Demoe's watercolor, colored pencil, and ink illustrations are bright, using a lot of yellows and oranges. Texture appears through the use of colored pencil. The characters are drawn loosely in a cartoon-like style, and most of the illustrations are of Ryan's mothers, individually, as differences are compared.

Each illustration, except for the closing one, is drawn in a frame that looks like a simple, though rather mundane, square puzzle piece placed on top of white space. The text appears both above and below each puzzle piece on the white space. The puzzle shapes always match each other in each spread where the two pages face each other, but are slightly different from all the others. This helps there be some visual variation, though I would have preferred more creative jigsaw shaped pieces, and not such uniform squares.

There is a bonus illustration just before the front matter that shows some of the puzzle pieces of Ryan's mothers (pictured small) all coming out of a puzzle box, where they obviously belong together. This helps introduce the book, visually showing readers that the jigsaw pieces are coming out of the box to be examined.

The illustrations never show either mother's face until the closing illustration. To achieve this, backs of heads are shown, hair or fog covers their faces on the side, or faces are in the white space created by the puzzle-piece frame, and thus not pictured. Though the intent may be to help make it easier for the reader to identify with the mother (so it's more anonymous), the faceless mothers may be disconcerting for some readers. However, this makes it particularly reassuring or fulfilling to see the mothers and the child pictured fully in the closing illustration.

Visually there are a few familiar things that may be reassuring to children of lesbian/gay parents, or at least familiar, such as the rainbows that appear in several illustrations (in one mother's hair tie, on one mother's hockey equipment, on one mother's olypmics shirt sleeve), and even things such as sandals or comfortable clothing. This is a lovely nod to the community, and young readers with lesbian/gay parents may feel at home. Also enjoyable is that both mothers have a "best" or "greatest" mother t-shirt (one for Mom, one for Mommy).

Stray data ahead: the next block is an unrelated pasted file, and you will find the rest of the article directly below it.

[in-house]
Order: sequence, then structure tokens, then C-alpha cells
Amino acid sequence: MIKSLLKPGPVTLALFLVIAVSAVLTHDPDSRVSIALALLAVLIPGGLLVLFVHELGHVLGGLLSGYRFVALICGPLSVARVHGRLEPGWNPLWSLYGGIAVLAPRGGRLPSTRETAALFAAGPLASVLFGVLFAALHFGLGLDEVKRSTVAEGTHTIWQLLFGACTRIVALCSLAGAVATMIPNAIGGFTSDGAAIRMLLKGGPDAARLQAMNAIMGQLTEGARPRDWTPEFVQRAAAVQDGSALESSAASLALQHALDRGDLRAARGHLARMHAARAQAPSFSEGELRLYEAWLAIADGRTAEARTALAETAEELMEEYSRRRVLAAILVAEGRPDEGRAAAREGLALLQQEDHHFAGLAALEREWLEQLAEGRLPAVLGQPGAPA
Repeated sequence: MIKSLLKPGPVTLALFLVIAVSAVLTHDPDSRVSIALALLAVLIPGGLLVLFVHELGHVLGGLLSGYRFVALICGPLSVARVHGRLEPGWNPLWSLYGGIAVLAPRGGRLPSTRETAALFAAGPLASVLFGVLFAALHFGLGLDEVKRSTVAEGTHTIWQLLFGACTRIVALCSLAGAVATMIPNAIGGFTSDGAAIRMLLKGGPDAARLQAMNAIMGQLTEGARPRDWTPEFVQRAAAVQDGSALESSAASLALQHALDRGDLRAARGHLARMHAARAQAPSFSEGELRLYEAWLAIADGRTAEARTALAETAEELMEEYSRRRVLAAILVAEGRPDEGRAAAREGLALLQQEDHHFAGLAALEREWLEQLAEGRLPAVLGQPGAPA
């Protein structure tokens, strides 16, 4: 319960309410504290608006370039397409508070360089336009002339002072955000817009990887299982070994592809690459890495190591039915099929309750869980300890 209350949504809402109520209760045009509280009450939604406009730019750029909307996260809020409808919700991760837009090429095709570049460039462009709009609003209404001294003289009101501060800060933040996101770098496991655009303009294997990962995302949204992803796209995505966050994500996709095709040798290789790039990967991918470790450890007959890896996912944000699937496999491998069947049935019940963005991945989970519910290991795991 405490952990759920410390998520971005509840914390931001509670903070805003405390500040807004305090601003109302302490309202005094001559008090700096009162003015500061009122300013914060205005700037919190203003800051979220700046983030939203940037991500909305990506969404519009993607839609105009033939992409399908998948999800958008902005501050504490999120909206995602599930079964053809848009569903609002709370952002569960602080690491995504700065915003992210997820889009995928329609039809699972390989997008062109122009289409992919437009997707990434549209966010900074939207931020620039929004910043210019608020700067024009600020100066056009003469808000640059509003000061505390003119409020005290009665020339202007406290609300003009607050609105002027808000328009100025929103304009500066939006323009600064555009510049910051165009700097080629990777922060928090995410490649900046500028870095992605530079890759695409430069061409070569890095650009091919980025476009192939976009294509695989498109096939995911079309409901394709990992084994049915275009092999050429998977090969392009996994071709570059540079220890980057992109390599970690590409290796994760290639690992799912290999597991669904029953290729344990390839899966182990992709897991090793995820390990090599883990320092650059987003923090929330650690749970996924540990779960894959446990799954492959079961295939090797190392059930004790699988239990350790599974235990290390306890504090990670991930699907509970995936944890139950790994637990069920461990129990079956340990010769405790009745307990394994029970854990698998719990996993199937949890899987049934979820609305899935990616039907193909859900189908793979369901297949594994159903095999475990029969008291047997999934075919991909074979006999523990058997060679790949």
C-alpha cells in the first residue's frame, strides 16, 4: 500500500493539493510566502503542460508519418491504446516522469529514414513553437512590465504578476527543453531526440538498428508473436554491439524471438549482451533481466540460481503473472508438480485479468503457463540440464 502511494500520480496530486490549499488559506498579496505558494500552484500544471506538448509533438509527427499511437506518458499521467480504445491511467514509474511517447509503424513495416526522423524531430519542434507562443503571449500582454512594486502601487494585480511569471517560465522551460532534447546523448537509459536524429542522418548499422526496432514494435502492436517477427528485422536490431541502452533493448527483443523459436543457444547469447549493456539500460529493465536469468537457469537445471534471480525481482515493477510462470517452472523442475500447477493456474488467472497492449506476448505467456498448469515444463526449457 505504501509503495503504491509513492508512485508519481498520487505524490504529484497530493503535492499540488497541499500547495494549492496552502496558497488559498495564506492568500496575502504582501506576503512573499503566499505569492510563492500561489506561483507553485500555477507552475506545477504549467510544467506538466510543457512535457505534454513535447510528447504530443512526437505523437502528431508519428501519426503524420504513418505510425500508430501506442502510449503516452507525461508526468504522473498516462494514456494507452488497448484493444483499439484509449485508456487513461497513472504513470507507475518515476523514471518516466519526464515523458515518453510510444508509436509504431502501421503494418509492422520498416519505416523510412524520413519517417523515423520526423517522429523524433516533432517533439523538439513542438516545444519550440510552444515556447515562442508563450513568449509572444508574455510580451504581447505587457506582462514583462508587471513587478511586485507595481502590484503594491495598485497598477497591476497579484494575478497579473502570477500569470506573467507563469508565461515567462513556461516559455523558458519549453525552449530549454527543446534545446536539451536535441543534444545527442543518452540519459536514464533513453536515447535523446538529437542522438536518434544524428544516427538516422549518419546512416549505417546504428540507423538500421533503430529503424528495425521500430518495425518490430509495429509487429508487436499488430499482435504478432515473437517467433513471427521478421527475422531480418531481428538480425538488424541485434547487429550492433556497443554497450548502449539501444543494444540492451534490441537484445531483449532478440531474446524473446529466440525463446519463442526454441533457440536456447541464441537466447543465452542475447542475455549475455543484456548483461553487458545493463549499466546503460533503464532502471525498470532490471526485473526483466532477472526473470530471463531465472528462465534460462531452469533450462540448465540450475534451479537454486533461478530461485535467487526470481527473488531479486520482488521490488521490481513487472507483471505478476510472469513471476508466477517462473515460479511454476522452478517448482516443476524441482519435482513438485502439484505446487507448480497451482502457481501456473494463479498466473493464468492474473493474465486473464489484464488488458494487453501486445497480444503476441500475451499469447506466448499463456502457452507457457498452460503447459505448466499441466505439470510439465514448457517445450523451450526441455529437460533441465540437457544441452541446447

The closing illustration is both uplifting and also a great metaphor, where pieces of the jigsaw puzzle all come together to make the complete picture, as if all the illustrations that came before of Ryan's two mothers are what make their family complete. Faint outlines of the individual puzzle pieces show through in that closing illustration, and this works well. It helps make it clear on a visual level that Ryan and his two moms belong together and are inextricably part of each other's lives. On the page just before it, small puzzle pieces are scattered across the page as if they're flying towards the next page to make the final illustration, and this will help make the concept even more clear for some readers. It's a nice effect.

The book is not bound like many are that come from big publishers; the pages are stapled along the spine--but the book is full color, is an affordable price, and is an appealing, helpful book.

This is an important book and resource for all readers, not just children in lesbian/gay families. There are a growing number of lesbian/gay families, as well as many other different kinds of families; this book helps to illustrate that, and gently introduce children to the concept of same-sex families or even that families can be different than their own, all in a fun, direct way without preaching. It will also help children of lesbian/gay families to feel less alone, and to receive some validation and comfort. I think libraries, day care centers, and open-minded parents should all have a copy of this book, along with lesbian/gay families. Recommended!

-Added July 12, 2007